Purpose and Cognition. Edward Tolman and the Transformation of American Psychology
David W. Carroll
University of Wisconsin, Superior
This book discusses the development of Edward Tolman's purposive behaviourism from the 1920s to the 1950s, highlighting the tension between his references to cognitive processes and the dominant behaviourist trends. It shows how Tolman incorporated concepts from European scholars, including Egon Brunswik and the Gestalt psychologists, to justify a more purposive form of behaviourism and how the theory evolved in response to the criticisms of his contemporaries. The manuscript also discusses Tolman's political activities, culminating in his role in the California loyalty oath controversy in the 1950s. Tolman was involved in a number of progressive causes during his lifetime, activities that drew the attention of both state legislators in California and the Federal Bureau of Investigation. It treats Tolman's theoretical and political activities as emanating from the same source, a desire to understand the learning process in a scientific manner and to apply these concepts to improve the human condition.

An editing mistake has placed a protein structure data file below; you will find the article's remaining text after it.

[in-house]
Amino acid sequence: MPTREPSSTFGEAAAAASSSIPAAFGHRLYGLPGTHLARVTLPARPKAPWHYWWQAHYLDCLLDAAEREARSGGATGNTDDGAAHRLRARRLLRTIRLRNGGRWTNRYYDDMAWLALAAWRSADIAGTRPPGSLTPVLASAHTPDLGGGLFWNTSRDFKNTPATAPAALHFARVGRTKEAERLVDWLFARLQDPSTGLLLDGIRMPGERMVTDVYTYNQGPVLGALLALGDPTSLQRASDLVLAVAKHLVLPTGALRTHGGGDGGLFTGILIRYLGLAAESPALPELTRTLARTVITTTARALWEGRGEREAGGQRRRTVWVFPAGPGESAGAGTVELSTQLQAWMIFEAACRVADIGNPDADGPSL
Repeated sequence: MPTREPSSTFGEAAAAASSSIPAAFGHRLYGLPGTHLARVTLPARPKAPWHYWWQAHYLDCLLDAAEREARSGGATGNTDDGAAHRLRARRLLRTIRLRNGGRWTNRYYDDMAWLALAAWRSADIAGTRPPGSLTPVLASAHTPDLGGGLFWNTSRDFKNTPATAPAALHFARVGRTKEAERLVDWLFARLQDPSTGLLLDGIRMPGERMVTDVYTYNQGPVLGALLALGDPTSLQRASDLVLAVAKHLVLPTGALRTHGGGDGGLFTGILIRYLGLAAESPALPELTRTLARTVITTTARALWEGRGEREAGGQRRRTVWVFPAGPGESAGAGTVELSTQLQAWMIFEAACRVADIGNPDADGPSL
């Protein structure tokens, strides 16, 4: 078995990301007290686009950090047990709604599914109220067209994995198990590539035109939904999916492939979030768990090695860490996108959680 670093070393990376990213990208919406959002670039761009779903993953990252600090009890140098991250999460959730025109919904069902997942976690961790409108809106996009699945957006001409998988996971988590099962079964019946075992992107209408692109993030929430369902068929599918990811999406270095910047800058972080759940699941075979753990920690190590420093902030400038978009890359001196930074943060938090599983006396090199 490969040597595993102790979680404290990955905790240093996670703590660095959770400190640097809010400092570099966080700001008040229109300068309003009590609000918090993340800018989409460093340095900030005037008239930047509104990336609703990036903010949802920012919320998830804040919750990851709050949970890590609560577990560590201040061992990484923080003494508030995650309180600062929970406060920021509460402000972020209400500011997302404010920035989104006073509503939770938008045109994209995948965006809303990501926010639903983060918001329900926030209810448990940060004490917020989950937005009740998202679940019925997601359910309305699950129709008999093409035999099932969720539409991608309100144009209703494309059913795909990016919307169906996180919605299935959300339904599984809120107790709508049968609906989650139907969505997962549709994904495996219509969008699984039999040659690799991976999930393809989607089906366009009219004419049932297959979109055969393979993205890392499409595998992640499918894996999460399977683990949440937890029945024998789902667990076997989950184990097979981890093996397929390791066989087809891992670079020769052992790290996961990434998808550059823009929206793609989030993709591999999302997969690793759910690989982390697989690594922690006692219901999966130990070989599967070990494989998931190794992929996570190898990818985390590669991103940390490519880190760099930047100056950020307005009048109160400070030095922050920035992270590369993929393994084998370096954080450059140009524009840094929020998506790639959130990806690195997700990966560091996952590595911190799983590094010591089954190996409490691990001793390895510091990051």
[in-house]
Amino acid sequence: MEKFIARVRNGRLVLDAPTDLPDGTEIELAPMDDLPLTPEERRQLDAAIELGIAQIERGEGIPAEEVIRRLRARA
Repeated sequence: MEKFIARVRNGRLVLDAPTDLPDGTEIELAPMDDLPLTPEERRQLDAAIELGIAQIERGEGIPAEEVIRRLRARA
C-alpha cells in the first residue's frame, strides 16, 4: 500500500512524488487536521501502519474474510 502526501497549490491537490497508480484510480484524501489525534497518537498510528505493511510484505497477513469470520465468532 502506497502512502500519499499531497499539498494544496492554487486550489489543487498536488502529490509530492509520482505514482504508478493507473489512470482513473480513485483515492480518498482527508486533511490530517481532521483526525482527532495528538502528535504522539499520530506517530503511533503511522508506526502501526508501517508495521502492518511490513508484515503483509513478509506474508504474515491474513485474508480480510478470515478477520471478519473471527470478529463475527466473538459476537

Will appeal to those interested in the origin of the cognitive map concept, analyzing how Edward Tolman developed a theory of purposive behavior
Illuminates the influence of the fear of communism on academia in the 1950s, discussing Tolman's leadership role in the California loyalty oath controversy
Underscores the political nature of theoretical controversies in psychology, assessing the relationship between Tolman's theoretical research and his political activities